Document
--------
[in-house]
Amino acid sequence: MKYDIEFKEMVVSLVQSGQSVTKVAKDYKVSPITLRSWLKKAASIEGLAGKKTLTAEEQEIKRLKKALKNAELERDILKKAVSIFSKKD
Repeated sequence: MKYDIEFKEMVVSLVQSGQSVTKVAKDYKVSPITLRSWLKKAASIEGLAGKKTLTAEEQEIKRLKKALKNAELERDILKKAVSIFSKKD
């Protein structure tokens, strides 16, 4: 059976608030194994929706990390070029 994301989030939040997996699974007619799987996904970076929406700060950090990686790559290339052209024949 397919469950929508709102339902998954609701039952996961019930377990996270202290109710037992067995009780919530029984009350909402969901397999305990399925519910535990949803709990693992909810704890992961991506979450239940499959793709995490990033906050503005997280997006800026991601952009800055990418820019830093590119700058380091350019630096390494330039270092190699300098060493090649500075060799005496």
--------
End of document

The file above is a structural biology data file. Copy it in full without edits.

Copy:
[in-house]
Amino acid sequence: MKYDIEFKEMVVSLVQSGQSVTKVAKDYKVSPITLRSWLKKAASIEGLAGKKTLTAEEQEIKRLKKALKNAELERDILKKAVSIFSKKD
Repeated sequence: MKYDIEFKEMVVSLVQSGQSVTKVAKDYKVSPITLRSWLKKAASIEGLAGKKTLTAEEQEIKRLKKALKNAELERDILKKAVSIFSKKD
């Protein structure tokens, strides 16, 4: 059976608030194994929706990390070029 994301989030939040997996699974007619799987996904970076929406700060950090990686790559290339052209024949 397919469950929508709102339902998954609701039952996961019930377990996270202290109710037992067995009780919530029984009350909402969901397999305990399925519910535990949803709990693992909810704890992961991506979450239940499959793709995490990033906050503005997280997006800026991601952009800055990418820019830093590119700058380091350019630096390494330039270092190699300098060493090649500075060799005496």